You’ve set your deathbed goals; what’s next?

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A little while ago, I shared with you my backwards step to creating your own vision for your life. I had you envision yourself in the final stage of life, looking back and thinking about the things that you’d done that really mattered to you. I told you to envisage each relationship you’d like to still have at that time, and what you would want it to look like as you approached your death. I encouraged you to really allow yourself to feel the emotions of the thought process, to let yourself feel the reality of it.

I explained that the end of life gives us much clarity about how wisely we’ve used the time given to us, and it is unwise not to pay attention to it now. People already know what is truly important to them on some level, but they tend to block it out as they’re chasing other things. A young person thinks ‘I’ll do that later’, but later never comes. A person in middle life says ‘I’m too busy now!’ but things never slow down. By the time you’re older, you’re starting to realise the end is much closer, but if you’re in retirement you may then be saying ‘It’s too late.’

The time is now. Whatever stage of life you’re currently in, there is no other time to begin but right now. If you don’t want to be the person grieving on their own death bed because they didn’t listen to themselves and pursue what really mattered to them, you must move forward.

Now we’re ready to move to the next step, if you’ve written down your list of end of life goals. It is time to scrutinise your current activities and goals. Think about things that you’re currently doing or working towards that are taking you on a sidetrack. You have to start to understand that your end of life goals create the path for the life you lead right now.

Note that we’re still in a thinking stage here. You’re not quite ready to forge ahead with action yet. This is the beginning of your pathway and it pays to be very thoughtful and very honest at this stage. The more time you invest into weighing up what matters to you and how to live your life to achieve it, the clearer your vision of your path becomes. Ultimately that clarity makes everything you do that much more powerful.

You are going to have to be very forthright with yourself here, because you will likely find that you’re currently be working very hard towards goals that are not actually in line with what you truly want. For example, if you’re putting in 80 hours a week trying to get rich while your family relationships are struggling, does this line up with your goals? It certainly might be something to reconsider if your end of life goals do not include being rich but do include close, loving relationships with your spouse and children. On the other hand, if you wish to pay off your mortgage before you die but you’re not being wise with your money now, you will want to set that straight.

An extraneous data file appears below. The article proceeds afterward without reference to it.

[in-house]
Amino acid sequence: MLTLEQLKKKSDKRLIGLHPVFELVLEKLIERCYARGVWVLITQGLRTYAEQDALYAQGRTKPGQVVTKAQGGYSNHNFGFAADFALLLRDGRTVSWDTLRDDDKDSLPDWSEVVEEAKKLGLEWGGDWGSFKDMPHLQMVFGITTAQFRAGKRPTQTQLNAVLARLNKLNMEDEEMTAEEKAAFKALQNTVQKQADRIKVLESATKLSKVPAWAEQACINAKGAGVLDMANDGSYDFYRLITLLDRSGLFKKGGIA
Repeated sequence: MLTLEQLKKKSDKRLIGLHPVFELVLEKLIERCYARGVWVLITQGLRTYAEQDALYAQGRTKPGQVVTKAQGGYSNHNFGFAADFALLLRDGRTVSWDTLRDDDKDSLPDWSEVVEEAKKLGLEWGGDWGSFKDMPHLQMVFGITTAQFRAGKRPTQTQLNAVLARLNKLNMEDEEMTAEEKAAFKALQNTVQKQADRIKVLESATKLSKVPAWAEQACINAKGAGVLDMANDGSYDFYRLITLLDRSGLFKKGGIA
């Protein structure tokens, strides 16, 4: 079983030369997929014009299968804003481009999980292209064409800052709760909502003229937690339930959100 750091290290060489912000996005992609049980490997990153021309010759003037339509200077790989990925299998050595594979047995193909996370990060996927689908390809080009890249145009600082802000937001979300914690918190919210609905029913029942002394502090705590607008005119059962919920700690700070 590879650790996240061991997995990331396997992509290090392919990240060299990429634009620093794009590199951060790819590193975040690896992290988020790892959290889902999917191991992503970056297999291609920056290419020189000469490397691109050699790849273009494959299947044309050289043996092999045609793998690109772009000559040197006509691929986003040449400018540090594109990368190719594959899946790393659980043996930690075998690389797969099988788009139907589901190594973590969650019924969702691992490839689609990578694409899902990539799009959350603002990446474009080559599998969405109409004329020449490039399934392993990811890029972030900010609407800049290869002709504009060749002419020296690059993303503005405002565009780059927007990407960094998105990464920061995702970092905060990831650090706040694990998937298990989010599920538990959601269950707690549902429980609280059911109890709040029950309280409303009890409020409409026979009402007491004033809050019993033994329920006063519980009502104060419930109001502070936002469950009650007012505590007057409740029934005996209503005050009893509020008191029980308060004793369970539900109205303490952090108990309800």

Some areas to consider during this stage will be your relationships, finances, health, passions and interests, paid work, charity work, childrearing, personal belongings, impact on others and environment, relationship with God and things that you would like to be known for. Take a look at where you are at within each of these areas and compare your current reality to where you want to be. Notice whether you have items on your current agenda that need to be pared out. Pay attention to whether you need to start investing more into other areas.

Write it all down.

Some of the discrepancies I noticed between my current life and my end of life goals were:

  • I wanted to have my mortgage paid off and to have some money to pass to my children as a parting gift, but at the time was spending above my means and accruing a credit card debt.
  • I wanted to be known as an independent and strong woman, and yet was a person who allowed fear to hold me captive, robbing me of my potential in many areas.
  • I wanted to be as healthy and fit as possible in old age, yet was not exercising or eating well consistently enough to support this goal.
  • I wanted to have good relationships with others, but was racked with social anxiety and had a tendency to hold others at arms length.

As you can see, in beginning to really scrutinise your own current actions in light of what you really want, things start to become very obvious. Some of the discrepancies above fall into the category of sidetracks (such as accruing credit card debt when my goal was to be debt free) and others fall into the category of roadblocks (for example social anxiety which impeded my relationships). The difference between a sidetrack and a roadblock is that a sidetrack leads you in another direction; takes you on a different path. A roadblock stops your progress; keeps you from moving forward on any path.

This is where you will notice an action plan start to take shape, but I want you not to rush through this stage. Sometimes it can be a little difficult to realise you’ve been off track and if that is true for you, taking your time with it and allowing grace for yourself will ease things. Letting go of some of the goals that are sidetracking you may be hard, but you’re creating space for the things that really matter, and in the end that is going to empower you. Take your time with this stage just to think everything through.

Remember to discuss this goal making process with your partner or family as you feel led. You will often find that you and your partner share many similar death bed goals and this allows you to collaborate, which empowers you both. It’s extremely beneficial for you to be on the same page, even if you have different goals. Open communication is the key.


 

To read the next article in this series, click here.

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